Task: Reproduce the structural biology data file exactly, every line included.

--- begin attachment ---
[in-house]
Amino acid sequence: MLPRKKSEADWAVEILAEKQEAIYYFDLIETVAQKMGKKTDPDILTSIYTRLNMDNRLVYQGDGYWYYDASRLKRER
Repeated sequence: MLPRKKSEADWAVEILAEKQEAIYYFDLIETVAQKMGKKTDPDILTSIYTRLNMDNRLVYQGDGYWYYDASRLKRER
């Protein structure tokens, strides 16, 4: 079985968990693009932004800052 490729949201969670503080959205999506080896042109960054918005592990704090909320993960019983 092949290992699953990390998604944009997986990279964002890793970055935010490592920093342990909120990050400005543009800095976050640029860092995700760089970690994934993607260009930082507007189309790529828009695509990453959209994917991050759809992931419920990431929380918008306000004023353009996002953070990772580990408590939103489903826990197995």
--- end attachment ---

[in-house]
Amino acid sequence: MLPRKKSEADWAVEILAEKQEAIYYFDLIETVAQKMGKKTDPDILTSIYTRLNMDNRLVYQGDGYWYYDASRLKRER
Repeated sequence: MLPRKKSEADWAVEILAEKQEAIYYFDLIETVAQKMGKKTDPDILTSIYTRLNMDNRLVYQGDGYWYYDASRLKRER
């Protein structure tokens, strides 16, 4: 079985968990693009932004800052 490729949201969670503080959205999506080896042109960054918005592990704090909320993960019983 092949290992699953990390998604944009997986990279964002890793970055935010490592920093342990909120990050400005543009800095976050640029860092995700760089970690994934993607260009930082507007189309790529828009695509990453959209994917991050759809992931419920990431929380918008306000004023353009996002953070990772580990408590939103489903826990197995």